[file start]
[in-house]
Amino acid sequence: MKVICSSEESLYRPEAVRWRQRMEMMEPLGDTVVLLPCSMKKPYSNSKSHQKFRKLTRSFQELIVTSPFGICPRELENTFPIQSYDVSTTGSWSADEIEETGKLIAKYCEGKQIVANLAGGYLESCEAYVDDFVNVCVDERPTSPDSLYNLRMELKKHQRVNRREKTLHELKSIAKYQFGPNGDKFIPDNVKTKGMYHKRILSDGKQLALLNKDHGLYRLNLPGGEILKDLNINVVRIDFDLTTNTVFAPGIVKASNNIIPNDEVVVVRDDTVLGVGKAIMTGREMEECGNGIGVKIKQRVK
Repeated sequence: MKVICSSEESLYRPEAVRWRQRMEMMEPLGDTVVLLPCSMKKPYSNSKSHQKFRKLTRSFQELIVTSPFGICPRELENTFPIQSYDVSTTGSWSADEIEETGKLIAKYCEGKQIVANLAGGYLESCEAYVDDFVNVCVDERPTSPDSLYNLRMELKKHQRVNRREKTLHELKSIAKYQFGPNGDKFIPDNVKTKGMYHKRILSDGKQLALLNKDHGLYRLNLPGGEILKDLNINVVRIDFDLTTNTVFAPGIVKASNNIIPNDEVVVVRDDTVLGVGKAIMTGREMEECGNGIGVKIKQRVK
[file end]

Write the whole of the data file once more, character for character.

[in-house]
Amino acid sequence: MKVICSSEESLYRPEAVRWRQRMEMMEPLGDTVVLLPCSMKKPYSNSKSHQKFRKLTRSFQELIVTSPFGICPRELENTFPIQSYDVSTTGSWSADEIEETGKLIAKYCEGKQIVANLAGGYLESCEAYVDDFVNVCVDERPTSPDSLYNLRMELKKHQRVNRREKTLHELKSIAKYQFGPNGDKFIPDNVKTKGMYHKRILSDGKQLALLNKDHGLYRLNLPGGEILKDLNINVVRIDFDLTTNTVFAPGIVKASNNIIPNDEVVVVRDDTVLGVGKAIMTGREMEECGNGIGVKIKQRVK
Repeated sequence: MKVICSSEESLYRPEAVRWRQRMEMMEPLGDTVVLLPCSMKKPYSNSKSHQKFRKLTRSFQELIVTSPFGICPRELENTFPIQSYDVSTTGSWSADEIEETGKLIAKYCEGKQIVANLAGGYLESCEAYVDDFVNVCVDERPTSPDSLYNLRMELKKHQRVNRREKTLHELKSIAKYQFGPNGDKFIPDNVKTKGMYHKRILSDGKQLALLNKDHGLYRLNLPGGEILKDLNINVVRIDFDLTTNTVFAPGIVKASNNIIPNDEVVVVRDDTVLGVGKAIMTGREMEECGNGIGVKIKQRVK